Overview: A double dip La Nina was in control through the Winter of 2017-2018. But warming started building along the South and Central American coast in early March 2018 associated with two upwelling Kelvin Waves, and continued trying to build over equatorial waters over the Summer and Fall, but not enough to declare El Nino and not coupled with the atmosphere. In January 2019, those warm waters were fading, but then rebuilt late in Feb associated with Kelvin Wave (#3). But as of early June 2019 warm water was fading and by August a tongue of cool water was tracking west on the equator from Ecuador over the Galapagos reaching to a point nearly south of Hawaii. El Nino was dead.

Fall/Winter 2019/2020 = 5.0/4.0 (California & Hawaii)
Rating based on a 1-10 scale: 1 being the lowest (small and infrequent surf conditions), 5 being normal/average, and 10 being extraordinary (frequent events of large, long period swells)

Rationale: It is assumed the PDO has moved to the warm phase and that a weak borderline El Nino from 2018 is fading out, but not yet completely gone, especially in the atmosphere. Likewise it looks like a La Nina ocean temperature pattern is developing in the equatorial East Pacific, with cooler than normal waters tracking west on the equator. We assumed El Nino like momentum will hold for a while in the atmosphere will take a while to sense that the ocean temperature pattern has changed. But once it does, a turn towards a La Nina like atmospheric pattern will start to develop. that transition is expected in the late Nov-early Dec timeframe. Even so, moderation from the PDO might prevent La Nina from fully developing. Given all that, there is decent probability for a normal start to the Fall surf season (in the Northern Hemisphere) meaning a normal amount of number of storm days and storm intensity, resulting in a normal levels of swell, with normal duration and normal period. But by mid-Dec 2019, the number of storm days, intensity and duration of those storms should start fading and as a result, swell production should fade slightly as well. This pattern is expected to hold through April 2020.

KWGA/Equatorial Surface Wind Analysis & Short-term Forecast (KWGA - Kelvin Wave Generation Area - The area 5 degrees north and south of the equator from 170W to 135E)
Analysis (TAO Buoys): As of (1/4) 5 day average winds were strong from the east over the Eastern equatorial Pacific continuing to the dateline and over the North KWGA but turning from the west over the Southern KWGA. Anomalies were light westerly over the far East equatorial Pacific continuing over the Central Pacific and dateline and weakly westerly over the KWGA.
1 Week Forecast (GFS Model): On (1/5) light to modest east anomalies were over the KWGA dateline today. The forecast calls for east anomalies building in strength over the dateline and solid by 1/8 holding through the end of the model run on 1/12. But weak west anomalies are to start building in the west KWGA on 1/8 filling 60% of the KWGA at the end of the model run.

Kelvin Wave Generation Area wind monitoring model: West and East

Longer Range MJO/WWB Projections:  
OLR Models: (1/4) A neutral MJO signal was over the KWGA. The statistic model indicates a solid Inactive MJO developing on the dateline at day 5 and building while moving slowly east positioned south of Hawaii at day 15 with a strong Active Phase building over the Maritime Continent at day 10 easing into the Western KWGA at day 15. The dynamic model indicates the same thing but with the Active Phase moving a bit further west at day 15 while the Inactive Phase fades and moves further east. The 2 models are pretty much in sync.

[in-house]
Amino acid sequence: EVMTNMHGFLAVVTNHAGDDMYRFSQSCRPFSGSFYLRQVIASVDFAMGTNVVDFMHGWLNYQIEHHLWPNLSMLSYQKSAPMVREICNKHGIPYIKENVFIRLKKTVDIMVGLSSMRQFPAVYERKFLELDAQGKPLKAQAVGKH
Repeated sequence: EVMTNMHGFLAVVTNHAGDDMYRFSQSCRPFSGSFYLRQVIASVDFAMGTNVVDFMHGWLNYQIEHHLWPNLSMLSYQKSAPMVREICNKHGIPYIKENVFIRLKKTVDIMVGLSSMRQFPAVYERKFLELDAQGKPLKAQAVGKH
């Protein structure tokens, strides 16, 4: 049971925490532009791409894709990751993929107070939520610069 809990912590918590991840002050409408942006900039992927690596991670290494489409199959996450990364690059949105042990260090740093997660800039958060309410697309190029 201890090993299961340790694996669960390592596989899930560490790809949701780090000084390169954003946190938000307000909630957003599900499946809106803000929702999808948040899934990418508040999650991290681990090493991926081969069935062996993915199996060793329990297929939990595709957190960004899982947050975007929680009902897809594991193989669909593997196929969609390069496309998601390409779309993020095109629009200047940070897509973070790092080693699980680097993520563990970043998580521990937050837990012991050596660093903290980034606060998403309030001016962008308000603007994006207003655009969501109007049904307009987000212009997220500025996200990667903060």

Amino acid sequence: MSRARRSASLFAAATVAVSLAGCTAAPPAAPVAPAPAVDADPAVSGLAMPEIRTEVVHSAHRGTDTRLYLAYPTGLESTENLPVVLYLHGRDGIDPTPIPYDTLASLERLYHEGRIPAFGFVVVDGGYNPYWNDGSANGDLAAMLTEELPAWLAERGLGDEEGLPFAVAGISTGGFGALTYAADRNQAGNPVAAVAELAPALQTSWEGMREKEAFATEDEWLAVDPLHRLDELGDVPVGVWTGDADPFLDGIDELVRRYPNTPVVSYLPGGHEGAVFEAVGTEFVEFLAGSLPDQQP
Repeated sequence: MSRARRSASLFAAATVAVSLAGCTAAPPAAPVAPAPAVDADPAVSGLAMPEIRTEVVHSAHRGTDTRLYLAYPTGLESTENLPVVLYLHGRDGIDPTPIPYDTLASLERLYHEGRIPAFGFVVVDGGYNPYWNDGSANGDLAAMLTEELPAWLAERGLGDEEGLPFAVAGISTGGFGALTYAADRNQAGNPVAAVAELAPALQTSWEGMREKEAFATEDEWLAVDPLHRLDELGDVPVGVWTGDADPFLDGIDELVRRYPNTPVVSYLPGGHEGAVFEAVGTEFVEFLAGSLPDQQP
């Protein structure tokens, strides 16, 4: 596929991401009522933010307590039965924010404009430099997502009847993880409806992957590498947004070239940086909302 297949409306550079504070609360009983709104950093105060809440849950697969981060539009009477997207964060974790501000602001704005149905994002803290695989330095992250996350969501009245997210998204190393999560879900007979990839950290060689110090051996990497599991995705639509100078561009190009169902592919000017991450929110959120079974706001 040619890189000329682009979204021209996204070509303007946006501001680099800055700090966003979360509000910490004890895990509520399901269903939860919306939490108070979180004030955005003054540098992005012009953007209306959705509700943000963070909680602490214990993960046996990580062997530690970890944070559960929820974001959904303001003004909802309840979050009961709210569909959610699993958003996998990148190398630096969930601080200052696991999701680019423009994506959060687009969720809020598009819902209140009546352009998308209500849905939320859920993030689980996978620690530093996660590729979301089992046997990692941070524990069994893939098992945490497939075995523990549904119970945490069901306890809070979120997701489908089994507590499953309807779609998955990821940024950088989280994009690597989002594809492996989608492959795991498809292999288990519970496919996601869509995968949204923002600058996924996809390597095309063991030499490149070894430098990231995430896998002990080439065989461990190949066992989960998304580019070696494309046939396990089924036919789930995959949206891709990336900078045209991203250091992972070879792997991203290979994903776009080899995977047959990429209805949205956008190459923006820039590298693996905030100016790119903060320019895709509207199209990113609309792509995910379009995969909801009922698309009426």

Phase Diagrams 2 week forecast (ECMF and GEFS): (1/5) The statistical model depicts the Active Phase was weak over the Indian Ocean today and is to ease slowly east moving to the Maritime Continent and very weak at day 15 of the model run. The GEFS model suggests the Active Phase is to start building strong over the Maritime Continent at day 6 pushing towards the far West Pacific at day 11 while weakening some to moderate status at day 15.
40 day Upper Level Model (assumed to be a statistical model): (1/5) This model depicts a weak Inactive MJO over the West Pacific today and somewhat filling the North Pacific. The Inactive Phase is to push east and over Central America on 1/22 while a modest Active MJO signal eases cleanly over the West Pacific on 1/20 pushing to the East Pacific and Central America on 2/9. A modest Inactive Phase is to start setting up over the far west KWGA at the end of the model run on 2/14.
4 Week CFS Model (850 mb wind): (1/4) This model depicts the Inactive Phase over the KWGA today with weak east anomalies mostly filling the KWGA today. The Inactive Phase is to push east and out of the KWGA on 1/20 but with west anomalies developing strongly in the core of the KWGA 1/11 and the Active Phase setting up 2 days later with a solid Active Phase in the KWGA 1/18 through the end of the model run on 2/1.
3 Month CFS Model (850 mb wind): (1/5) This model depicts a very weak Inactive Phase of the MJO was over the KWGA with modest east anomalies over the KWGA. East anomalies are to ease east through 1/16. Starting 1/13 the Active Phase is to develop tracking east through the KWGA through 2/14 with strong west anomalies on the dateline 1/17-2/3. After that a weak Inactive MJO pattern is forecast 2/2-3/9 with moderate east anomalies holding through the pattern. The Active Phase is to follow 2/22 through the end of the model run on 4/3 with weak west anomalies in control. The low pass filter indicates a low pressure bias with 3 contour lines in control of the KWGA centered on the dateline reaching east to the California coast. The third contour lined is to fade on 1/7 while the second contour line holds till 3/9, then collapses with only 1 contour line following. A high pressure bias built in the Indian Ocean starting 10/22 and is to hold through the end of the model run. A strong area of east anomalies in the Indian Ocean is forecast to dissipate and track through the KWGA via the Inactive Phase of the MJO and gone by 2/14.

CFSv2 3 month forecast for 850 mb winds, MJO, Rossby etc - Alternate link

Subsurface Waters Temps